Suicide Rates Among Girls, Young Women Alarmingly Increasing
A new report released Thursday by the Centers for Disease Control and Prevention shows that suicide rate for girls and young women in the U.S. continues to rise at an increasingly fast pace.
Suicide rates had risen to 4.5 deaths per 100,000 in 2012 for among female victims, and suicide rates among had about quadrupled, hitting 1.7 from 0.5 in 1994.
"A person's first attempt may be their last attempt," said Dr. Eric Caine, director of the Injury Control Research Center for Suicide Prevention at the University of Rochester Medical Center in New York. Caine was not a member of the report research team, in a news release.
The suicide rate among boys has also seen an increase. However, the increase among women has been much higher. Yet experts are not exactly certain why this is the case.
Some predict that more young women may be hanging themselves or using other forms of suffocation--a more lethal form of drug overdose than methods that are used most by younger females.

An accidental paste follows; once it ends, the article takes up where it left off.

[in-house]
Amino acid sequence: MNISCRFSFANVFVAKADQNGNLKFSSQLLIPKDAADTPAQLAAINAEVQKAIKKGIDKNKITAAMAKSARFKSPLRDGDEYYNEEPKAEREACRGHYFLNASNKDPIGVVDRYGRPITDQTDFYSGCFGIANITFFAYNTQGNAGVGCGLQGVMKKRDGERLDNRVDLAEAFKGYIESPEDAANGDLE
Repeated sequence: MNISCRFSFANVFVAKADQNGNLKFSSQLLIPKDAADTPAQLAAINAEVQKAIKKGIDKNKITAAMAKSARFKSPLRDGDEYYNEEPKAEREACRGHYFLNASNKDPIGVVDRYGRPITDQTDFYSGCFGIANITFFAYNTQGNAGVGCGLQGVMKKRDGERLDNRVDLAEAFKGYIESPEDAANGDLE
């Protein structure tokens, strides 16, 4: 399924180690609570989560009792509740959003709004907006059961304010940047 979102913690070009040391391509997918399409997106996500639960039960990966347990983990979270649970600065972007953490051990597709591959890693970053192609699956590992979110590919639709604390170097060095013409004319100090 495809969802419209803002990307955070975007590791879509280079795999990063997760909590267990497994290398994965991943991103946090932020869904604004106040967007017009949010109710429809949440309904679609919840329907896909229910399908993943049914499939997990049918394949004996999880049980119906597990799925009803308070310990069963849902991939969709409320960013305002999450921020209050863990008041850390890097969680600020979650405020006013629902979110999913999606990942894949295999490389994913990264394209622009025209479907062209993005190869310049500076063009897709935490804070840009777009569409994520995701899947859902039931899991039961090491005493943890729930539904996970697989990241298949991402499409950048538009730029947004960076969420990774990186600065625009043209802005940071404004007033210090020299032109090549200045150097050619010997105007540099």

From 2007-2013, the rate for young females went from 2.2 to 3.4 per 100,000. That's the highest since the 3.1 rate recorded in 1981, when such tracking began.
For young males, the rate went from 10.7 to 11.9 per 100,000. However, over the years, it seems to have leveled off in these last few years.
Early prevention is key to stopping this health issue. Researchers believe that using data is a prime concern, given that suffocation as a suicide approach has the highest lethal rate when compared to firearms and poisoning. However, more studies are needed as well in order to determine how to prevent these issues.
"Additional research (e.g., perceptions about hanging as a method of suicide) is needed to understand why suffocation suicide rates are increasing," the study authors concluded.
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